At last, we’re opening up
our arms and our homes,
says Saskia Murphy

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At last, we’re opening up our arms and our homes, says Saskia Murphy

Last week, a staggering 18 days after Putin’s army marched into Ukraine, the British government finally announced the details of its visa scheme, which will allow Ukrainian nationals to seek refuge in the UK.

In the time it took the government to decide under what terms it would allow women and children fleeing war into the country, almost three million people had escaped from Ukraine, arriving in bordering countries exhausted, traumatised, and scared.

Anyone who has spent the last few weeks following the Russian invasion and the plight of refugees fleeing Ukraine will be all too familiar with images of children wrapped up in coats and woolly hats, standing in long queues with their mothers and other relatives as they make treacherous journeys into the unknown.

The response in neighbouring countries such as Poland, which had taken in more than 1.8 million refugees as of 15 March, has been one of kindness and urgent support. Ukrainians arriving in Hungary, Slovakia, and Moldova (one of the poorest countries in Europe) have been provided with food, medical assistance and emergency shelter.

Now, as Putin’s war rages on, Europe is confronted with finding a long-term solution to the new refugee crisis.

Under the Homes for Ukraine scheme, people living in the UK who have a spare room, or separate self-contained unoccupied accommodation, are being asked to offer to house Ukrainians for a period of at least six months, with the government offering hosts £350 a month.

Ukrainian nationals will be allowed to live and work in the UK for up to three years and receive full and unrestricted access to benefits, healthcare, employment and other support.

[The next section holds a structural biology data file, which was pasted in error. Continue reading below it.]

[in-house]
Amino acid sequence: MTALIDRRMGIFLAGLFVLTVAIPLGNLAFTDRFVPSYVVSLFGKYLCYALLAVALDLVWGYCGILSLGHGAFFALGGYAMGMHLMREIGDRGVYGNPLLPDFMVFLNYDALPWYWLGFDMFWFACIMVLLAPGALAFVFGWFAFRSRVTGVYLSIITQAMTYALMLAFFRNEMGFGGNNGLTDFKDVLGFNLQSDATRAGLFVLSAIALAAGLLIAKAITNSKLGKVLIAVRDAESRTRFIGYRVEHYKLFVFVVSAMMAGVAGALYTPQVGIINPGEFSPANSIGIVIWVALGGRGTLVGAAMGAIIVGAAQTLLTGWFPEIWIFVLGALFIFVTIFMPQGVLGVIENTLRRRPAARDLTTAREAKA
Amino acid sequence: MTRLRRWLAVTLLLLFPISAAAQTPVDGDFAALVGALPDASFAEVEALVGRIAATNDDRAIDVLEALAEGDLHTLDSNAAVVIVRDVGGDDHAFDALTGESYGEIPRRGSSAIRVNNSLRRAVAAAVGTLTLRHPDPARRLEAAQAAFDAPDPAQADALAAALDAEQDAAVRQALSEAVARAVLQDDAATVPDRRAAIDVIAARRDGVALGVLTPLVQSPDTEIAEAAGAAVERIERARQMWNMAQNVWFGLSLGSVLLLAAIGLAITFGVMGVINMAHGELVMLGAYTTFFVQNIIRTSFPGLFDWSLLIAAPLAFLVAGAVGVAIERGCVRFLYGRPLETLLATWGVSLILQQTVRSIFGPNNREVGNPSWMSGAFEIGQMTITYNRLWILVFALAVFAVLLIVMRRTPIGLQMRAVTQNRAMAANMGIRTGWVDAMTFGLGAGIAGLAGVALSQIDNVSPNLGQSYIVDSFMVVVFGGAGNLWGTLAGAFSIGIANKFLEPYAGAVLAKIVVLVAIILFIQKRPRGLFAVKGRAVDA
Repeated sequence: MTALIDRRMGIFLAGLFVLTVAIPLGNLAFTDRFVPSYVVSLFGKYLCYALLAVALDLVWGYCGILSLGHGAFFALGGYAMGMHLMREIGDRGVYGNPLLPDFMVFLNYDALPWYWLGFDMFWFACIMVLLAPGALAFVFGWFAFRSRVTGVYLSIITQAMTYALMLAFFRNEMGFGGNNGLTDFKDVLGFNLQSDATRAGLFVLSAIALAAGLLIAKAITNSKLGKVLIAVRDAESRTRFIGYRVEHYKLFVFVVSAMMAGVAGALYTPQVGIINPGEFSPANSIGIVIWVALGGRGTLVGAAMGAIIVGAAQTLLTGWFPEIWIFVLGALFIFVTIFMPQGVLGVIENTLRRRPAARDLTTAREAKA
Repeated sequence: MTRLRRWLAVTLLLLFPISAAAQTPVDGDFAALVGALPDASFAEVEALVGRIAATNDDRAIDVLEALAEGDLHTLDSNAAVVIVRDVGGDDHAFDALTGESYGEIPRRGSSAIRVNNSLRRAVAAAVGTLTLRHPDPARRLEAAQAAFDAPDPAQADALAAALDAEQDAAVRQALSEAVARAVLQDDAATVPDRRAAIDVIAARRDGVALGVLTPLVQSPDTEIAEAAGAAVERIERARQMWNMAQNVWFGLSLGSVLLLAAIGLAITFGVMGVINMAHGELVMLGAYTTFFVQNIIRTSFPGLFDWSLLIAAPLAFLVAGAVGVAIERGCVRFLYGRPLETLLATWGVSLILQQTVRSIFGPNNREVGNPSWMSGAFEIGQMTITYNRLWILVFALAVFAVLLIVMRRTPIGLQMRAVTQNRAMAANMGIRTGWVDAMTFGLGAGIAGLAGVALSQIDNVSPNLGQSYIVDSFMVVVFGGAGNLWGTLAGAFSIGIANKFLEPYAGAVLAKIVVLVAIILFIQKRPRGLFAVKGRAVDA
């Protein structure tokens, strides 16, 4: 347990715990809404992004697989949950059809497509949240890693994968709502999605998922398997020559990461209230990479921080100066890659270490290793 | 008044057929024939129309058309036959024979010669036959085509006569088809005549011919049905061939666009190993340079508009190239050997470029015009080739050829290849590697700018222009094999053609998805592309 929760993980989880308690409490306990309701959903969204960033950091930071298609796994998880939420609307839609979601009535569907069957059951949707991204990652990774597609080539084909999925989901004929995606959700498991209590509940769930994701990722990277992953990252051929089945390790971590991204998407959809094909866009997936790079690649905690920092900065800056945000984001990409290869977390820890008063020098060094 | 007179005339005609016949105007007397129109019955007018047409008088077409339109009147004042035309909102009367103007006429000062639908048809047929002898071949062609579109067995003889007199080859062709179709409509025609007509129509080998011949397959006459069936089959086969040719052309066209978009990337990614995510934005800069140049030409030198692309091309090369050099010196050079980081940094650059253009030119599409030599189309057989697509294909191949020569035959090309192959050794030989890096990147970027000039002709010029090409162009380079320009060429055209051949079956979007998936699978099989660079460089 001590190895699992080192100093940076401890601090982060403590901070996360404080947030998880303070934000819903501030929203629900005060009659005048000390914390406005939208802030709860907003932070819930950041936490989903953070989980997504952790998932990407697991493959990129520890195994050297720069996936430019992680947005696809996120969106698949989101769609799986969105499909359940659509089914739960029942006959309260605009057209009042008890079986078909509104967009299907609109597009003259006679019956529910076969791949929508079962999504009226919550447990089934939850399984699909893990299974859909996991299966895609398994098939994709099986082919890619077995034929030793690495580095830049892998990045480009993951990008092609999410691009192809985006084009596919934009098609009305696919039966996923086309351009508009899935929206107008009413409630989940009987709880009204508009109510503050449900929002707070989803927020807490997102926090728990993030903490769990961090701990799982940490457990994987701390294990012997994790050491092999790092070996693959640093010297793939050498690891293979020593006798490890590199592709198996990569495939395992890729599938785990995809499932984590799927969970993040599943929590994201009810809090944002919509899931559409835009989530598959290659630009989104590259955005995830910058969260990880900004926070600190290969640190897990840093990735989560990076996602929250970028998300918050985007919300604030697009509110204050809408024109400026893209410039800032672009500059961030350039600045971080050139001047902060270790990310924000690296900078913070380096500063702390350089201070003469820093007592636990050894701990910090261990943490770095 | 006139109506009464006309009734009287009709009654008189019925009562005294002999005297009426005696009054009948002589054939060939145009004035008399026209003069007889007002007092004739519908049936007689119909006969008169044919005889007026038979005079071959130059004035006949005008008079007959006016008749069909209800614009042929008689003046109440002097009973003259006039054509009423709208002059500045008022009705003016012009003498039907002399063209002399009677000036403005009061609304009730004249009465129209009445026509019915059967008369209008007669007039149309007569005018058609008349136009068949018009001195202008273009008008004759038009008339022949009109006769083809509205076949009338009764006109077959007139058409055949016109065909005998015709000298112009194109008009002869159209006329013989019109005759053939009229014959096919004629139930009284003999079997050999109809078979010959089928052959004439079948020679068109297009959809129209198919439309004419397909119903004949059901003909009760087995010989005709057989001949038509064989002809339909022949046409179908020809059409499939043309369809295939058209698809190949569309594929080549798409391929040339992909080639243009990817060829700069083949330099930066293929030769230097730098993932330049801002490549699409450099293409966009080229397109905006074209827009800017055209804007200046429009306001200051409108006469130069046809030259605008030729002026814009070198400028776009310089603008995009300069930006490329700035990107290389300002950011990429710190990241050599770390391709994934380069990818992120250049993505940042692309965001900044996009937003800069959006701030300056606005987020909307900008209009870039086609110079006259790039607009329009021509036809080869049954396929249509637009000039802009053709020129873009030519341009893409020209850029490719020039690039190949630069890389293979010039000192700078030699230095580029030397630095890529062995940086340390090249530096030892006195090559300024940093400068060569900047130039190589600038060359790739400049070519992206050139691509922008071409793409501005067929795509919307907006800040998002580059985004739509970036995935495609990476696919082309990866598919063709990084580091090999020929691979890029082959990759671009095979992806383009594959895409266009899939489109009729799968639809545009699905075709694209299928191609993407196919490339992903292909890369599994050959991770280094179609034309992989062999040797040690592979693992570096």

Less than 48 hours after the website went live, more than 130,000 households had registered their interest in hosting Ukrainian individuals and families. 

But of course, like most things this government turns its hand to, there are concerns over how the scheme will be delivered. 

As of last Wednesday, only 5,500 visas had been approved as Ukrainians seeking refuge in the UK are forced to grapple with a 49-page application form. And the scheme has drawn criticism for its selective bureaucracy – the initial stage of the Homes for Ukraine scheme relies on applicants in the UK knowing a named individual they want to help.

Despite government red tape, people in Britain are ready to do their bit. For weeks people have aired their frustration on social media, pledging to drive to the Poland-Ukraine border to transport refugees back to the UK themselves, if only the government would allow them into the country.

Now, with a scheme finally in place, tens of thousands are preparing to open up their homes. Spare bedrooms are being cleared out, beds are being made up, and children are going through their toy boxes ready to share their belongings with a child in need.

As this magazine goes to print, thousands of Ukrainian refugees will be landing on British soil, almost 2,000 miles away from Putin’s bombs. 

Now is Britain’s chance to open its arms to those seeking sanctuary.

Saskia Murphy is a Manchester-based freelance journalist. Follow her on Twitter @SaskiaMurphy

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